This, however, is being picky. Old Sheikh Zayed, the founder of Abu Dhabi, his son and successor, the current Sheikh Khalifa, and now his brother, Crown Prince Mohammed bin Zayed al-Nahyan, have all said that the Emirates lagged behind in that most precious, and largely absent, commodity of any Arab state: education. Now that Abu Dhabi had "a lot of wealth" – I like the "a lot" bit – the emirate needed to invest in education, Prince Mohammed told a summit two months ago. "Maybe in 50 years, we might have the last barrel of oil. The question is: will we be sad? If today we are investing in the right sectors, we will celebrate at that moment."
Abu Dhabi is the sensible, adult version of Dubai, the capital of the United Arab Emirates, smaller than its neighbour, but probably the wealthiest city in the world. It's still ruled by the al-Nahyan family whose Bani Yas tribe migrated to the north Arabian peninsula Gulf coast, opposite what is now Iran, in the late 18th century. So rich is Abu Dhabi, with an oil producing capacity of 2.3 million barrels a day, that even its total investments – statistics it prefers to keep secret – must be calculated to the nearest £70bn. The total figure is probably close to £650bn.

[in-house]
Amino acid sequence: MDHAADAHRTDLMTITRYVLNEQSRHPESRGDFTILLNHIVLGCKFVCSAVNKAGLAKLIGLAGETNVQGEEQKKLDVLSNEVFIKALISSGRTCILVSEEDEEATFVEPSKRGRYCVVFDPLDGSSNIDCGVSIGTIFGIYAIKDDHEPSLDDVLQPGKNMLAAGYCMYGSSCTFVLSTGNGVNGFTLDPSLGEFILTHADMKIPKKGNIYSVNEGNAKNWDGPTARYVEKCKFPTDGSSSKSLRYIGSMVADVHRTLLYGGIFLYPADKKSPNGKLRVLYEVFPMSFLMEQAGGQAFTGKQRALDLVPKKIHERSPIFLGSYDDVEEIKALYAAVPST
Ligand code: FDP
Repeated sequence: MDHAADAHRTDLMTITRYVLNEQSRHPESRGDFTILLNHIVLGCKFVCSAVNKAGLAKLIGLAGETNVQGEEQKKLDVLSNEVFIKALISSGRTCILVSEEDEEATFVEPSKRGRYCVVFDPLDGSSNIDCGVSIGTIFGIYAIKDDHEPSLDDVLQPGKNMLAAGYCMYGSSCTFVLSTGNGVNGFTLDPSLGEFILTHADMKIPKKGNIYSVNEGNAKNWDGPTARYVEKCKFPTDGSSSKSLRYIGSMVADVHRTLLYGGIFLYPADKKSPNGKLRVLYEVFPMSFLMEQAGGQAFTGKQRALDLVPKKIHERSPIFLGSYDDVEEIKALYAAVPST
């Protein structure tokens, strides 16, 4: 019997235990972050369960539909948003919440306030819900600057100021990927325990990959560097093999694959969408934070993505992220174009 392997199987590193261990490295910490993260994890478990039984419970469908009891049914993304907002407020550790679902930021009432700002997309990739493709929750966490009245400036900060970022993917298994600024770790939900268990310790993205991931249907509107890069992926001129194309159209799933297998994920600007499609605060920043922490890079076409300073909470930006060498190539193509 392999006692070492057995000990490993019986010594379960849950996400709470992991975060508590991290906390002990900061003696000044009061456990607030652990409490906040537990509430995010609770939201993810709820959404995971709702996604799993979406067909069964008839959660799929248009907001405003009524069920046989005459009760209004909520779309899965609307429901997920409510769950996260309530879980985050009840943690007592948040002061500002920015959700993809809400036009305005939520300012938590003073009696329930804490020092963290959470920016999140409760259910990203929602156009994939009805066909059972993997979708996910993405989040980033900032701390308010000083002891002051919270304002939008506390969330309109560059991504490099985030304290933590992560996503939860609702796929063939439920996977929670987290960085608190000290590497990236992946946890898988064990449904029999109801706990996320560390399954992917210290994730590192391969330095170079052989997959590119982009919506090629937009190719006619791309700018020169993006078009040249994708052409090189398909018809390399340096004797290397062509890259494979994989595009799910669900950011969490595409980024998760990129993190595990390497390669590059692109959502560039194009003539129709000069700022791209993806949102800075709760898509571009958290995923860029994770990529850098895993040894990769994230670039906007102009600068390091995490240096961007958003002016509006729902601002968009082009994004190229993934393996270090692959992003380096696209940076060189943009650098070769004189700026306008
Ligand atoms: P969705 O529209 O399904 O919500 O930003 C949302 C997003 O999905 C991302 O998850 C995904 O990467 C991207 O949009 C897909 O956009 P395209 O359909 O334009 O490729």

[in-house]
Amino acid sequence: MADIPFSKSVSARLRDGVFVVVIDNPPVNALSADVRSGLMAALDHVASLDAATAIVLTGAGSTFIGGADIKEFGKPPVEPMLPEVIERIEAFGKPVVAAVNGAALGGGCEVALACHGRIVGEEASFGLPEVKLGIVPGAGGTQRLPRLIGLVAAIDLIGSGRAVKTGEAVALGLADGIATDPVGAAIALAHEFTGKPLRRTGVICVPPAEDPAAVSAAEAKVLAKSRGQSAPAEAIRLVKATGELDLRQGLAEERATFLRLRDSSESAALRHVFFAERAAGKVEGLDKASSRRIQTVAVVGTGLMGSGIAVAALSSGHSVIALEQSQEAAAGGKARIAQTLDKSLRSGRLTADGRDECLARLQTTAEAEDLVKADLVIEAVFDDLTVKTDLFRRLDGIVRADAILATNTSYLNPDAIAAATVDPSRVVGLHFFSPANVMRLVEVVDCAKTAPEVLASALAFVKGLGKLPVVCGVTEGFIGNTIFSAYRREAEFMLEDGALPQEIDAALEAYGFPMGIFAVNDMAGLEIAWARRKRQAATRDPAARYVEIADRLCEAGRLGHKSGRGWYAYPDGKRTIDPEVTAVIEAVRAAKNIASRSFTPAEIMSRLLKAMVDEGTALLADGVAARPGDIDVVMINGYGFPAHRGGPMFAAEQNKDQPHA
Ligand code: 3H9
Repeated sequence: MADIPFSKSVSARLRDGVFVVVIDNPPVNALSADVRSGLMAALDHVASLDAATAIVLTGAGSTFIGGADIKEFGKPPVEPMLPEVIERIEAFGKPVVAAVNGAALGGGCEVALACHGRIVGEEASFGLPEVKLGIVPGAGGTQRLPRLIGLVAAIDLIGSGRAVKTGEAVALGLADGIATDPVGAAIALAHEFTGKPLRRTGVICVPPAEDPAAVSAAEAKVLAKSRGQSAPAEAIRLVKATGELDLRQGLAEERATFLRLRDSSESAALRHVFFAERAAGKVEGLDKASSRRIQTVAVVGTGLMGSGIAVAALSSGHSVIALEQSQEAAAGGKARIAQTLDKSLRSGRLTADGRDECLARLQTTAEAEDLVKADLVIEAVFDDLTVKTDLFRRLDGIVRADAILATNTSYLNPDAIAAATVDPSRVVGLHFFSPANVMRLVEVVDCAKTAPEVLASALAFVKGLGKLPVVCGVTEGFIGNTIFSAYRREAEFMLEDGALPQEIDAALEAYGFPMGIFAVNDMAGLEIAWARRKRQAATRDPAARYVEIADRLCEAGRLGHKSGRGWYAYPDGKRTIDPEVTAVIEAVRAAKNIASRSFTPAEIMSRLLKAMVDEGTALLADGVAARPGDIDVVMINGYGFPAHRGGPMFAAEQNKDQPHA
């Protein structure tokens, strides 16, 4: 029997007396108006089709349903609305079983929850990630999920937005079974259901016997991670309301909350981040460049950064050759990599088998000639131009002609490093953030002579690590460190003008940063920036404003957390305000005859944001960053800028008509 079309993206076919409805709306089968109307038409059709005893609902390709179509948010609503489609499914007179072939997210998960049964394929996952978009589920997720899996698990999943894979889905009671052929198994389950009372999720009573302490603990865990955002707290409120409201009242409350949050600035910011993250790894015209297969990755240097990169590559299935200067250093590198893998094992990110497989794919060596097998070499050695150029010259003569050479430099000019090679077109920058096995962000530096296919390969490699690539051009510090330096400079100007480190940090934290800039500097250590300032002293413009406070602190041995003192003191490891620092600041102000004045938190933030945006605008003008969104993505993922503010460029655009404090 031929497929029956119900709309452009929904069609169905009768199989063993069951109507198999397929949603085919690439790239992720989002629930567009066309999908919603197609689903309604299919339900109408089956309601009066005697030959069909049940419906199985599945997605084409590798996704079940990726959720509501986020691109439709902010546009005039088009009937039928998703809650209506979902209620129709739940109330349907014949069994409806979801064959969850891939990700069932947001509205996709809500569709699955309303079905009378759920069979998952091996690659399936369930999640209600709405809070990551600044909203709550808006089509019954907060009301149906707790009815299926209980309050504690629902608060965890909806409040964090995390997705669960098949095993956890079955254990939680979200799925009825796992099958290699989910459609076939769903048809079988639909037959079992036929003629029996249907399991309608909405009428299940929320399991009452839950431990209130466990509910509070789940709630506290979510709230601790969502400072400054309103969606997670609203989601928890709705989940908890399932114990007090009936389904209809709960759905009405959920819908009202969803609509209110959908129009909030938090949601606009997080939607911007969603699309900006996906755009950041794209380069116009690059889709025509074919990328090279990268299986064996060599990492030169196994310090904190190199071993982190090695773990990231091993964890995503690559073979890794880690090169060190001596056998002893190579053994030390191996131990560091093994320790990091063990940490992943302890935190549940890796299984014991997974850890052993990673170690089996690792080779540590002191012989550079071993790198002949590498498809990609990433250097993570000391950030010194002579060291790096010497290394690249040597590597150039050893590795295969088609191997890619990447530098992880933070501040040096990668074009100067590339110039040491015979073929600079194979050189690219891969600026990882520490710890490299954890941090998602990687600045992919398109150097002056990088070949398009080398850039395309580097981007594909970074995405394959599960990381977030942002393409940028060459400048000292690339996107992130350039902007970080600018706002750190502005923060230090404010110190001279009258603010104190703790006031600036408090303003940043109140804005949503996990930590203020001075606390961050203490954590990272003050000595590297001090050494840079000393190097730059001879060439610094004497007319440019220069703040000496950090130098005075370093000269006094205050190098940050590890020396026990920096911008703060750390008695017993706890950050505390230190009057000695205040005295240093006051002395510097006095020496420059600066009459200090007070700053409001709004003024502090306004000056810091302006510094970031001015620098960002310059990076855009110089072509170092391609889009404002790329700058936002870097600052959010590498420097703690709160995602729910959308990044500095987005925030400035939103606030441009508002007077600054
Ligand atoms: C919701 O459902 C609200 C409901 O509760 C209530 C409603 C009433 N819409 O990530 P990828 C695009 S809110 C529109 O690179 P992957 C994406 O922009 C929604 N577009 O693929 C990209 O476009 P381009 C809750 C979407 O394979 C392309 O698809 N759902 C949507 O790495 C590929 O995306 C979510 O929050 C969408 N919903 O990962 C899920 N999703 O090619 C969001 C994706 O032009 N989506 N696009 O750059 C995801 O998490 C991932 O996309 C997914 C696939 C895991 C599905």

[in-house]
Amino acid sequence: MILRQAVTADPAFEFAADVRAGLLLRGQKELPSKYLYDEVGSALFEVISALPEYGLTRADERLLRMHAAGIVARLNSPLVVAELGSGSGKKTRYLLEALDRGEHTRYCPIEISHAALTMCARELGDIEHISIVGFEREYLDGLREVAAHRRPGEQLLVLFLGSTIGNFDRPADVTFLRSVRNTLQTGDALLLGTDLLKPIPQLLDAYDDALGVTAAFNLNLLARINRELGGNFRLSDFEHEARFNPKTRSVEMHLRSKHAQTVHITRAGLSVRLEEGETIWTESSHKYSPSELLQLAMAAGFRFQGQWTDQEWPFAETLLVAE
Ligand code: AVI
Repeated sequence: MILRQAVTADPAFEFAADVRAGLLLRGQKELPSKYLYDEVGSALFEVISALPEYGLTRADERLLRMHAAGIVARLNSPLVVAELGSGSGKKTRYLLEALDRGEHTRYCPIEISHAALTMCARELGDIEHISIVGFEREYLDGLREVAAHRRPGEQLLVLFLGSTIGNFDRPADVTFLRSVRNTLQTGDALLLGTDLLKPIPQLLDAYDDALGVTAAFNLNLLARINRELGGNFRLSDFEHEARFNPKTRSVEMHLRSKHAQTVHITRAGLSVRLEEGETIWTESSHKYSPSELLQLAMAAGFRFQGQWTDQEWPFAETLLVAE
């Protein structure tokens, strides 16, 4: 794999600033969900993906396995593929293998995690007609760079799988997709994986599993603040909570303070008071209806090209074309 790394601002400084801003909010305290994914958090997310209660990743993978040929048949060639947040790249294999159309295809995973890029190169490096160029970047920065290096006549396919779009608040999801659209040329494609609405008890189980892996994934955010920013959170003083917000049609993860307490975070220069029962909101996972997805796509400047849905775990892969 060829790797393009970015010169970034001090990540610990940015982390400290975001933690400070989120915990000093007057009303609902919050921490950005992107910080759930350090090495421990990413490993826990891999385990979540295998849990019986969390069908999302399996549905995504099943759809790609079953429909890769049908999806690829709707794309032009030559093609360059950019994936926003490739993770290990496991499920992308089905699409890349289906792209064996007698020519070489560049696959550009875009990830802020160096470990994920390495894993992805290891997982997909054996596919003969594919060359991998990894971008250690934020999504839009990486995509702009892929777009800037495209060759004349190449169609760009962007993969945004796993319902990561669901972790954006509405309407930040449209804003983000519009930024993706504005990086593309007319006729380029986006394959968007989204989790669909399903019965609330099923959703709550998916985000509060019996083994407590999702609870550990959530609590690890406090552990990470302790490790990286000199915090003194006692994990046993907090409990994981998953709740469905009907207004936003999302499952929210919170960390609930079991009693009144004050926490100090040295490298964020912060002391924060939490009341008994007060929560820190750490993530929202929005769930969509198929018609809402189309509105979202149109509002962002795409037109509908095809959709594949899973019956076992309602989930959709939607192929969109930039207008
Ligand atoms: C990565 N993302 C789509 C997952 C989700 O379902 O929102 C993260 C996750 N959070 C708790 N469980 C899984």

In the awful corporate language that crown princes now feel constrained to speak, Prince Mohammed said that, while Abu Dhabi possessed oil and gas for the present, "We need as of today to stress that learning outcomes should create human capital that is able to serve us for the 50 years and beyond." In other words, education, education, education…
What on earth, I asked Zaki Nusseibeh, one of the advisers to the government's cultural affairs ministry, was Prince Mohammed banging on about? "The Arab peoples in their revolutions asked for dignity," he replied. "They asked for a future. But… you need to create the 'custom' for discussion and for accepting other people's point of view. All that is happening with religious ideology in this part of the world is a fascist movement. Teaching is by rote – I mean this, by rote – and people are not encouraged to have critical thinking. They don't listen to music at a young age or know what it's like to go to a museum. Sheikh Zayed said this as early as 1968."